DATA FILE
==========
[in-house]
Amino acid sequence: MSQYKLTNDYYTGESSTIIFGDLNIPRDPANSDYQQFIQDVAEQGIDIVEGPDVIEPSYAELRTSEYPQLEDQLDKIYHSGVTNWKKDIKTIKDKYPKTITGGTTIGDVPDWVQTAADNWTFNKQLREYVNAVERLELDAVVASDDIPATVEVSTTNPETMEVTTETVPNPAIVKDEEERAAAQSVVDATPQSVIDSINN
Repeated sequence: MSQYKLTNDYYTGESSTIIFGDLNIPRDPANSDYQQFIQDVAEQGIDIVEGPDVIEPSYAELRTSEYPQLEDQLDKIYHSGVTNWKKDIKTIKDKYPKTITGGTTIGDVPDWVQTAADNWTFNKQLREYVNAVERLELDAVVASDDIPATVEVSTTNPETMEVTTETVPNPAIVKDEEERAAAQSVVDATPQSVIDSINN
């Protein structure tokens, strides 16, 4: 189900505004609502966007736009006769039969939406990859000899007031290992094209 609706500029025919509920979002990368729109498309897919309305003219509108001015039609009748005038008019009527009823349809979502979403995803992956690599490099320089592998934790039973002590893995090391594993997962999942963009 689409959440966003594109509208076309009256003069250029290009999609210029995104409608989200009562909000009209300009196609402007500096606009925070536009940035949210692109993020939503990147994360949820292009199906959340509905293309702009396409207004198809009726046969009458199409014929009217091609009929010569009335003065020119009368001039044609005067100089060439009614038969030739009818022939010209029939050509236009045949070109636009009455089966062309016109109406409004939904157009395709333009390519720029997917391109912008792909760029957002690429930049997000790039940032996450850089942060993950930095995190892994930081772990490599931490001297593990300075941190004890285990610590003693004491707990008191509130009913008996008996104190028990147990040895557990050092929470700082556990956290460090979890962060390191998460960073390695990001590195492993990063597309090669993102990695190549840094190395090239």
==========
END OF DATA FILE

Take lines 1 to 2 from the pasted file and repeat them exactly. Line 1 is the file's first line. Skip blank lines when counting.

[in-house]
Amino acid sequence: MSQYKLTNDYYTGESSTIIFGDLNIPRDPANSDYQQFIQDVAEQGIDIVEGPDVIEPSYAELRTSEYPQLEDQLDKIYHSGVTNWKKDIKTIKDKYPKTITGGTTIGDVPDWVQTAADNWTFNKQLREYVNAVERLELDAVVASDDIPATVEVSTTNPETMEVTTETVPNPAIVKDEEERAAAQSVVDATPQSVIDSINN